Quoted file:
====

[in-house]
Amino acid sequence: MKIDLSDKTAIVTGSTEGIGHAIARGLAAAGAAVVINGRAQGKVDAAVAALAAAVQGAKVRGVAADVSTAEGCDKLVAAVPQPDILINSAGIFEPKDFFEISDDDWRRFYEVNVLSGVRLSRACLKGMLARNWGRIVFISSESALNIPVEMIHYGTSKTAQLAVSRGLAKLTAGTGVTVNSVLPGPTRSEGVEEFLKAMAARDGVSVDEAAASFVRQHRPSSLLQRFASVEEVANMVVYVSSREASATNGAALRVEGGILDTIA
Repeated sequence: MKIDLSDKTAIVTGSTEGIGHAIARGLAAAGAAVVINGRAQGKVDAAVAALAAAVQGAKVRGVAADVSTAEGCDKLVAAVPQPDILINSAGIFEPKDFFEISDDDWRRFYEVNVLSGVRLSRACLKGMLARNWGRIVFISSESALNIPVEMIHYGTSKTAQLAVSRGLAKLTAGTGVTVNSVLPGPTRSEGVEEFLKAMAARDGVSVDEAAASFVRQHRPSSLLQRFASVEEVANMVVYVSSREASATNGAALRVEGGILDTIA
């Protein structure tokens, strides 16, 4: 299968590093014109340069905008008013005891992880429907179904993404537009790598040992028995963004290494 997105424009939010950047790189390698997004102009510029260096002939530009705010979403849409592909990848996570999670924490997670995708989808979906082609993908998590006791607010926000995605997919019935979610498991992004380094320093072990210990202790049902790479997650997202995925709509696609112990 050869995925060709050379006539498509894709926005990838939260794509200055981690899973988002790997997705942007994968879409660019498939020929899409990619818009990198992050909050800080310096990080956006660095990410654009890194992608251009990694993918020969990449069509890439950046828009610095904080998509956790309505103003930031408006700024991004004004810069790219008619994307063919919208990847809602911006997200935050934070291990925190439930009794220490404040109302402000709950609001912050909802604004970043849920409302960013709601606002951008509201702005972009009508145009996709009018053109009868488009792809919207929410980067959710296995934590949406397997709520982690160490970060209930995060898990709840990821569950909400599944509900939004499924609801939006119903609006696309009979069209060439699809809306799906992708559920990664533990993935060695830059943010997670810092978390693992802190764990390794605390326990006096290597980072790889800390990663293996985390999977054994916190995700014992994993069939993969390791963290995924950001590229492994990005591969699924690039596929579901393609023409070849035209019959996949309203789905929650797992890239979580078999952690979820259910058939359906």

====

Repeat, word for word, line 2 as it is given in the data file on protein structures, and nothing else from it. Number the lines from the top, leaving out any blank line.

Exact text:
Amino acid sequence: MKIDLSDKTAIVTGSTEGIGHAIARGLAAAGAAVVINGRAQGKVDAAVAALAAAVQGAKVRGVAADVSTAEGCDKLVAAVPQPDILINSAGIFEPKDFFEISDDDWRRFYEVNVLSGVRLSRACLKGMLARNWGRIVFISSESALNIPVEMIHYGTSKTAQLAVSRGLAKLTAGTGVTVNSVLPGPTRSEGVEEFLKAMAARDGVSVDEAAASFVRQHRPSSLLQRFASVEEVANMVVYVSSREASATNGAALRVEGGILDTIA